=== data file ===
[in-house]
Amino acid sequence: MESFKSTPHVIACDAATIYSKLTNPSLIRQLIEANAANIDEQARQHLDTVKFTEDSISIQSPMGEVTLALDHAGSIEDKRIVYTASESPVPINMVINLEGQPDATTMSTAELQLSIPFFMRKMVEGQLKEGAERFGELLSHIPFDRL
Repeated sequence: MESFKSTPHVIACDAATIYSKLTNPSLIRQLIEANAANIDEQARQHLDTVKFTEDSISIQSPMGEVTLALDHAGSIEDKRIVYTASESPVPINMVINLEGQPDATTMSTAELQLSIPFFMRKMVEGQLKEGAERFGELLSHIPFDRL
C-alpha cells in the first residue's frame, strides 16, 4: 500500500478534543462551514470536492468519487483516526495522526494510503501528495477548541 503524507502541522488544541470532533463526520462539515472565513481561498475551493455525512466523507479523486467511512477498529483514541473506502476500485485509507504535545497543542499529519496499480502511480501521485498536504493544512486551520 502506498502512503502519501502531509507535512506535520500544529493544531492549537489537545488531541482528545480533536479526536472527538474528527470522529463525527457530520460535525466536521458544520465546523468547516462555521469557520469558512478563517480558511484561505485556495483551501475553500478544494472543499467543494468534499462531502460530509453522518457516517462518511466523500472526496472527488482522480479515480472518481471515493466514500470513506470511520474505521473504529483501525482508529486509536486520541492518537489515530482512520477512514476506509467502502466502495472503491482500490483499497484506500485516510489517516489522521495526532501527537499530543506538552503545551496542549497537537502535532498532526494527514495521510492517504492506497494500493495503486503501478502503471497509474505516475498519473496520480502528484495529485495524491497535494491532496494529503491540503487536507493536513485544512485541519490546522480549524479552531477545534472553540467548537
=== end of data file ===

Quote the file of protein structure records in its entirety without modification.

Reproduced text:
[in-house]
Amino acid sequence: MESFKSTPHVIACDAATIYSKLTNPSLIRQLIEANAANIDEQARQHLDTVKFTEDSISIQSPMGEVTLALDHAGSIEDKRIVYTASESPVPINMVINLEGQPDATTMSTAELQLSIPFFMRKMVEGQLKEGAERFGELLSHIPFDRL
Repeated sequence: MESFKSTPHVIACDAATIYSKLTNPSLIRQLIEANAANIDEQARQHLDTVKFTEDSISIQSPMGEVTLALDHAGSIEDKRIVYTASESPVPINMVINLEGQPDATTMSTAELQLSIPFFMRKMVEGQLKEGAERFGELLSHIPFDRL
C-alpha cells in the first residue's frame, strides 16, 4: 500500500478534543462551514470536492468519487483516526495522526494510503501528495477548541 503524507502541522488544541470532533463526520462539515472565513481561498475551493455525512466523507479523486467511512477498529483514541473506502476500485485509507504535545497543542499529519496499480502511480501521485498536504493544512486551520 502506498502512503502519501502531509507535512506535520500544529493544531492549537489537545488531541482528545480533536479526536472527538474528527470522529463525527457530520460535525466536521458544520465546523468547516462555521469557520469558512478563517480558511484561505485556495483551501475553500478544494472543499467543494468534499462531502460530509453522518457516517462518511466523500472526496472527488482522480479515480472518481471515493466514500470513506470511520474505521473504529483501525482508529486509536486520541492518537489515530482512520477512514476506509467502502466502495472503491482500490483499497484506500485516510489517516489522521495526532501527537499530543506538552503545551496542549497537537502535532498532526494527514495521510492517504492506497494500493495503486503501478502503471497509474505516475498519473496520480502528484495529485495524491497535494491532496494529503491540503487536507493536513485544512485541519490546522480549524479552531477545534472553540467548537